With Italy’s prime minister Matteo Renzi stepping down this weekend following a crushing constitutional referendum defeat, it’s easy to forget that Europe’s third-largest economy has a banking crisis going on in addition to its political one. At the center of the turmoil is Banca Monte dei Paschi, an adorable little Tuscan lender that happens to be the oldest bank in the world. It also happens to be facing oblivion, with a mountain of lawsuits and bad loans looming overhead, two stress test failures on its rap sheet, and a stock trading at 6 percent of the bank’s book value.
Now the man who led the bank to the brink has taken a job at a similarly moribund Italian bank. Fabrizio Viola, who left MDP in September, will take the helm at Popolare di Vicenza, a bank whose gaping capital shortfall and porous balance sheet make it seem a younger sibling to MDP. The FT reports:
The revolving door of Italian banking is set to propel the former chief executive of Banca Monte dei Paschi di Siena into the top job at Popolare di Vicenza, a smaller but similarly crisis-stricken regional lender. [...] He is expected to replace Francesco Iorio, who has tendered his resignation at Popolare di Vicenza, having run the bank for just over a year after the previous executive team was replaced amid complaints of mis-management.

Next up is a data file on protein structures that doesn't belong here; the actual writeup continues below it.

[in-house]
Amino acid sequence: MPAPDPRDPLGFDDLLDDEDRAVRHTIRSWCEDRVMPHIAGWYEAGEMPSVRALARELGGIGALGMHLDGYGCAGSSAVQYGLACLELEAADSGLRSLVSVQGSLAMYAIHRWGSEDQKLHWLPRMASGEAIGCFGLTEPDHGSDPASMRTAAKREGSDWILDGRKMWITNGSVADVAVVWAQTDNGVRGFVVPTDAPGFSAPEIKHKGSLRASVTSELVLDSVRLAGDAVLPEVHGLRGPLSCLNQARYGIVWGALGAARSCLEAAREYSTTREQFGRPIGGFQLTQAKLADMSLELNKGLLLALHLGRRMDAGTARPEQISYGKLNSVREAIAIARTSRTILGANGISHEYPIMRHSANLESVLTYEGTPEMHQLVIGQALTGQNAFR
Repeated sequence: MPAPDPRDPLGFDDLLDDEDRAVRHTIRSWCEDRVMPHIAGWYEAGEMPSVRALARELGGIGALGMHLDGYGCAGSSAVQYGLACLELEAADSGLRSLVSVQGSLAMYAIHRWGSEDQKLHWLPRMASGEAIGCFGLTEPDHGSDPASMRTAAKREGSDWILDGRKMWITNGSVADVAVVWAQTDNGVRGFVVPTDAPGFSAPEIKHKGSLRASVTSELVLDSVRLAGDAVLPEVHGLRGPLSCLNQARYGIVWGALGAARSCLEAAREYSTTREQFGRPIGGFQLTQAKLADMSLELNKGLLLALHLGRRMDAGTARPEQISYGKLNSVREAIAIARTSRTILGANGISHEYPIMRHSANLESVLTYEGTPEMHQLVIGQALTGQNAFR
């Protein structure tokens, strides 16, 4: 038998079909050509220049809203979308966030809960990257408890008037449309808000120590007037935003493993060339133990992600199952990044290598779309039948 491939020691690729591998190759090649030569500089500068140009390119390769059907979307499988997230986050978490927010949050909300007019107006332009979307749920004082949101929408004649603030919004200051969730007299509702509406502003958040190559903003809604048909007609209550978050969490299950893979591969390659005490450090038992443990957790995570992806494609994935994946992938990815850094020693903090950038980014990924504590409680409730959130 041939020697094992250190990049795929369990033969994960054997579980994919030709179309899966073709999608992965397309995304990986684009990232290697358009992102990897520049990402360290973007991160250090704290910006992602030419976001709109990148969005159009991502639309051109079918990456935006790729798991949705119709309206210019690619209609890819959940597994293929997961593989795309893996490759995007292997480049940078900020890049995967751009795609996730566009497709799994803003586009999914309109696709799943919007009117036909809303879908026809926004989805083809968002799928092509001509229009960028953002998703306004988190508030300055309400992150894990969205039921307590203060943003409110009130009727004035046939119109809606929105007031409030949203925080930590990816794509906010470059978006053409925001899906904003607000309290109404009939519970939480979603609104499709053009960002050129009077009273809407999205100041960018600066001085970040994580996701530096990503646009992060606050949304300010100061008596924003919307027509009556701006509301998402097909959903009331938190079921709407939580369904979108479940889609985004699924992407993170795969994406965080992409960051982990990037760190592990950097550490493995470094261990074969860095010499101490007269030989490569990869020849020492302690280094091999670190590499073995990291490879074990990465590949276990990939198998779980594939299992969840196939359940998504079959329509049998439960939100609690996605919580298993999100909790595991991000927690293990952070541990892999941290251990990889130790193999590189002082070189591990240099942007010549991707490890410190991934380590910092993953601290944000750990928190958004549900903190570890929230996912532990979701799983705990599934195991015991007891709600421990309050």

If Viola’s new appointment is anything like his previous tenure, Popolare di Vicenza could soon be facing the sweet release of death – or, at the very least, EU financial sanctions.
It would be unfair, however, to lay the blame on Viola personally. He took over MDP at the height of the European debt crisis in 2012 and soon afterward led the bank through two rounds of cash-raising. Eight billion dollars later, the bank is just barely gasping for air as Viola prepares to descend on Popolare di Vicenza.
That bank, which was recently taken over by an Italian bailout fund, has been looking to the market for a new lease on life. With Viola's hiring, however, it might instead be prudent to look heavenward.